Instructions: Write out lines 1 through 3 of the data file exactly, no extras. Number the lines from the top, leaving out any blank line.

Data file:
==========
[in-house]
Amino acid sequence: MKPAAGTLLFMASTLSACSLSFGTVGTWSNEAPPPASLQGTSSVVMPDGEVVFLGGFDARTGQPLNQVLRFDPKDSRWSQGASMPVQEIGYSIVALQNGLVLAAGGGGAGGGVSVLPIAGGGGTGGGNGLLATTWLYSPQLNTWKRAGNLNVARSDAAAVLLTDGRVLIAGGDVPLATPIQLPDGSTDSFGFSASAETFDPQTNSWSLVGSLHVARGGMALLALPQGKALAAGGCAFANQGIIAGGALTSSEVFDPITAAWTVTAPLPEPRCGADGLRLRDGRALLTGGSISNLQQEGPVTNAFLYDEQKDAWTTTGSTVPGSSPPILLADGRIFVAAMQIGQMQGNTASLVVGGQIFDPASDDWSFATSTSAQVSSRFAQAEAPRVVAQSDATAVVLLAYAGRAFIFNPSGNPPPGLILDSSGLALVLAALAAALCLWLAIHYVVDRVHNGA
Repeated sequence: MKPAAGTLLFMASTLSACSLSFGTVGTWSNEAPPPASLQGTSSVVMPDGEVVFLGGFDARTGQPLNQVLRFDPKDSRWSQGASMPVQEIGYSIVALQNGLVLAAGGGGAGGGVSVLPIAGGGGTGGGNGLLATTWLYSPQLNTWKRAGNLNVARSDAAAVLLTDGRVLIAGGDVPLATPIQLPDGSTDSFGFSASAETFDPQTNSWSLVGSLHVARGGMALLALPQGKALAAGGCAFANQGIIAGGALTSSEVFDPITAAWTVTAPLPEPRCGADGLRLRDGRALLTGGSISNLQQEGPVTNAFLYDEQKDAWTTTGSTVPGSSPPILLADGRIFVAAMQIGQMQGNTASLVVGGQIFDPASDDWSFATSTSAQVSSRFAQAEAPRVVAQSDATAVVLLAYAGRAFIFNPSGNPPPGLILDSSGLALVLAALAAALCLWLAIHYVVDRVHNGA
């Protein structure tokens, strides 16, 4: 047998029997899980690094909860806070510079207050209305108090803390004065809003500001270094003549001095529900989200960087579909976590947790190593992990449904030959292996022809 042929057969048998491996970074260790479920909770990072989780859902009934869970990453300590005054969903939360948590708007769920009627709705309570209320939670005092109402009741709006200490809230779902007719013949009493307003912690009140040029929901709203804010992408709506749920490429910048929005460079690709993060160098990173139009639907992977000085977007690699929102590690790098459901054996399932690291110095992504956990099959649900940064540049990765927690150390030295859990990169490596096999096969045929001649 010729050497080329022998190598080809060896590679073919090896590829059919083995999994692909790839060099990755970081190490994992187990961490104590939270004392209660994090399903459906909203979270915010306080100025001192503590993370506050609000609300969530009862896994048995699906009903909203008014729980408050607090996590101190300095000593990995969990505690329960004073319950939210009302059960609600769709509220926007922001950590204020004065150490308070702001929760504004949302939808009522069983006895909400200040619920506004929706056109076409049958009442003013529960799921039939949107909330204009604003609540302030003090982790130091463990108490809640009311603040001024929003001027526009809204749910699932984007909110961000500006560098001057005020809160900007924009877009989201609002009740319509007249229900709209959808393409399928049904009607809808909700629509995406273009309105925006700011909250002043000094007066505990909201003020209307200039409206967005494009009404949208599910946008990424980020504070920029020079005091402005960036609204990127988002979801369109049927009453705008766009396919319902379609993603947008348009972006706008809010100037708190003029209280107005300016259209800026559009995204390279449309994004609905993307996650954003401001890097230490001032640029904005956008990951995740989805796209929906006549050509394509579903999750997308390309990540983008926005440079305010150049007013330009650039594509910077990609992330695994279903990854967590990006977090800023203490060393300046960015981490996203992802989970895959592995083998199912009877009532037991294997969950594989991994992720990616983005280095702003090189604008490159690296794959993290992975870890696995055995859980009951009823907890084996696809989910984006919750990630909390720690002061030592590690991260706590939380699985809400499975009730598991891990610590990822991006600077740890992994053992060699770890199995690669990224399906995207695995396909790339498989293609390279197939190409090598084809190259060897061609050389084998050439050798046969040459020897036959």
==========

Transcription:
[in-house]
Amino acid sequence: MKPAAGTLLFMASTLSACSLSFGTVGTWSNEAPPPASLQGTSSVVMPDGEVVFLGGFDARTGQPLNQVLRFDPKDSRWSQGASMPVQEIGYSIVALQNGLVLAAGGGGAGGGVSVLPIAGGGGTGGGNGLLATTWLYSPQLNTWKRAGNLNVARSDAAAVLLTDGRVLIAGGDVPLATPIQLPDGSTDSFGFSASAETFDPQTNSWSLVGSLHVARGGMALLALPQGKALAAGGCAFANQGIIAGGALTSSEVFDPITAAWTVTAPLPEPRCGADGLRLRDGRALLTGGSISNLQQEGPVTNAFLYDEQKDAWTTTGSTVPGSSPPILLADGRIFVAAMQIGQMQGNTASLVVGGQIFDPASDDWSFATSTSAQVSSRFAQAEAPRVVAQSDATAVVLLAYAGRAFIFNPSGNPPPGLILDSSGLALVLAALAAALCLWLAIHYVVDRVHNGA
Repeated sequence: MKPAAGTLLFMASTLSACSLSFGTVGTWSNEAPPPASLQGTSSVVMPDGEVVFLGGFDARTGQPLNQVLRFDPKDSRWSQGASMPVQEIGYSIVALQNGLVLAAGGGGAGGGVSVLPIAGGGGTGGGNGLLATTWLYSPQLNTWKRAGNLNVARSDAAAVLLTDGRVLIAGGDVPLATPIQLPDGSTDSFGFSASAETFDPQTNSWSLVGSLHVARGGMALLALPQGKALAAGGCAFANQGIIAGGALTSSEVFDPITAAWTVTAPLPEPRCGADGLRLRDGRALLTGGSISNLQQEGPVTNAFLYDEQKDAWTTTGSTVPGSSPPILLADGRIFVAAMQIGQMQGNTASLVVGGQIFDPASDDWSFATSTSAQVSSRFAQAEAPRVVAQSDATAVVLLAYAGRAFIFNPSGNPPPGLILDSSGLALVLAALAAALCLWLAIHYVVDRVHNGA